This weekend we’re offering the third of our current message series all about counterfeit gods. And we’re discussing the gods of pleasure.  There are many, many gods of pleasure, especially in affluent communities like ours. This could be a series all its own, so obviously we won’t be doing more than scratching the surface.  But perhaps the most challenging part of this message is going to be about sports, because it really is in a class of it’s own. And within that topic is the NFL which is in a class all its own. I am sure I will annoy and irritate some people this weekend, but that is not my only purpose in sharing this message.

When we take a football, and a football team by extension, and we worship it, that does damage to our spirit. It will atrophy our soul; our souls waste away when we wholly and entirely devote ourselves to such an ultimately inconsequential thing.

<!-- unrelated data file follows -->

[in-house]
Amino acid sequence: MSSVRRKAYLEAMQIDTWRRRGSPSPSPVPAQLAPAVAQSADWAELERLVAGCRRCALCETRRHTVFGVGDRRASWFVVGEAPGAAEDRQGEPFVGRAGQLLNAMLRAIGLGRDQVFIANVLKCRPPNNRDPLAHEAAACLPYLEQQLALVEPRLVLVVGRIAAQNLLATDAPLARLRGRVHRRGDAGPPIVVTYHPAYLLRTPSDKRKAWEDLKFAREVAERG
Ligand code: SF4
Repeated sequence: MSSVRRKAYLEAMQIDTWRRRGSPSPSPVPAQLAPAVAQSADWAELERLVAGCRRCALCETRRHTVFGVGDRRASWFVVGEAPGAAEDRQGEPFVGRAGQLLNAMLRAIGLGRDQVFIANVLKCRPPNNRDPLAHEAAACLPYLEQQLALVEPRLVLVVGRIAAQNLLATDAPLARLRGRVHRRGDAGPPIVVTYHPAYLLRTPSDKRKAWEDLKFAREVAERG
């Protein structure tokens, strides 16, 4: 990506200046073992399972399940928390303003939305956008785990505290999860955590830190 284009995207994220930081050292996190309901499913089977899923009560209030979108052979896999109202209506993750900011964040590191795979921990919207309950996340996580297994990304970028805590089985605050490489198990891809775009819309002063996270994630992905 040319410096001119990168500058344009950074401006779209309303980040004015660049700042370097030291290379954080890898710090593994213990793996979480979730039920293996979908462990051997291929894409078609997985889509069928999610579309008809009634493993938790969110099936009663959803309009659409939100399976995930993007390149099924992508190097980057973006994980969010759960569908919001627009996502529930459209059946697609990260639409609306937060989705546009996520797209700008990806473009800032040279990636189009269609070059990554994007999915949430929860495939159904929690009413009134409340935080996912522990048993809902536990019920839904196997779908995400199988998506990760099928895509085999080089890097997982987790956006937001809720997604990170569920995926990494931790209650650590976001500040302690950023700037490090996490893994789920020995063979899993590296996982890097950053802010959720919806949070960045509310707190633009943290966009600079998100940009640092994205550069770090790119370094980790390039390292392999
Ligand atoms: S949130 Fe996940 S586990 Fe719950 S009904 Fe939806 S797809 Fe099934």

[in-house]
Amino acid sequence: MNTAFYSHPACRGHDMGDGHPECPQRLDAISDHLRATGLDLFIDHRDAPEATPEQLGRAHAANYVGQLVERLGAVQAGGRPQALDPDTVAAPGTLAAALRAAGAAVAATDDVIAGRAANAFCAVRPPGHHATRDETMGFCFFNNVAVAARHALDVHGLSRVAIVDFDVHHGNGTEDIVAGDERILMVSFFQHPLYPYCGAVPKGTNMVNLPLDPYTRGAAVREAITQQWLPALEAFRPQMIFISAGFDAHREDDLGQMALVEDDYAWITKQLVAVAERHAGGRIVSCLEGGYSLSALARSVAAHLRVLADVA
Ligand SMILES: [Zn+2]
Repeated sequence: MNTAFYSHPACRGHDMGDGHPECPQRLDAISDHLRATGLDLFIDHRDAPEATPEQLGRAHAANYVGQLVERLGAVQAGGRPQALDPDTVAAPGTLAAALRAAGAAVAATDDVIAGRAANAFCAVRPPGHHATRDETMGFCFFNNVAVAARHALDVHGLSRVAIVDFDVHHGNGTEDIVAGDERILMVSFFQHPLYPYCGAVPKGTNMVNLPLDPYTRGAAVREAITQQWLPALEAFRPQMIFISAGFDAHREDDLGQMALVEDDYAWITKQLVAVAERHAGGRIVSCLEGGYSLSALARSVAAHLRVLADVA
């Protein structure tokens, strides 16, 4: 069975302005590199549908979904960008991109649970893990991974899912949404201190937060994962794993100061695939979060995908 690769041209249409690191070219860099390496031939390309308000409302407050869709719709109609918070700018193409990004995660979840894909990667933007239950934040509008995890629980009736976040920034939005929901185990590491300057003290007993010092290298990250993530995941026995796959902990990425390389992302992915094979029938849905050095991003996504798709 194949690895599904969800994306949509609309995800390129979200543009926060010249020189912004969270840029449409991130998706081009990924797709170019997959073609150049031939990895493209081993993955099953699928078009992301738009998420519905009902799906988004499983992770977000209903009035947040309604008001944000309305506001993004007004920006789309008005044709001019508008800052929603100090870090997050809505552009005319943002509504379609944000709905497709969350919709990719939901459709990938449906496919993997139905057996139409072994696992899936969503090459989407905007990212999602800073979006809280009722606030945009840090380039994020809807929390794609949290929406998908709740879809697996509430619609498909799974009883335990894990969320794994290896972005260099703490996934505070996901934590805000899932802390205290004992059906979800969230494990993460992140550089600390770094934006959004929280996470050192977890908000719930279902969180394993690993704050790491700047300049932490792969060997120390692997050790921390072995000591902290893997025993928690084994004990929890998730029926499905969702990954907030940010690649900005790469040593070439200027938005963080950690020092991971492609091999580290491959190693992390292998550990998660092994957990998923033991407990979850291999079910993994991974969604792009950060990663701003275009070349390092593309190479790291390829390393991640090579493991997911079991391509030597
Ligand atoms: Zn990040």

In true worship and service of the living God, not just our emotions but our souls can soar because we are united to the eternal things.

Sports are entertainment, and there is nothing wrong with entertainment.  But it is an appetite which must be disciplined. If all we do is feed it, it grows and becomes something more in our life than it should be…like a god.  If it is disciplined, it will remain simply what it is, a recreation, a pastime.  Try this. Take off just one Ravens game, don’t go, don’t watch it.  And instead, prayerfully do something for someone else. Help someone out, give some time in ministry here at church, take some quiet time and read Scripture or just talk to God.  It can be an antidote to idolatry.

When asked what was most important of all, here’s what Jesus said:

“Love the Lord your God with all your heart,

with all your soul, and with all your mind.”

Matthew 22.37

  • Our mind holds our thoughts and directs our feelings.
  • Our heart holds our feelings and directs our life.
  • Our soul holds our life, and directs its destiny.

These three centers of our selfhood are to be absorbed in the love of God…not as a discipline, not as an afterthought, not as a Sunday morning exercise when the Ravens have a bye week, but as a value, as a gift, as an increasing reality in our life.  Know who you worship.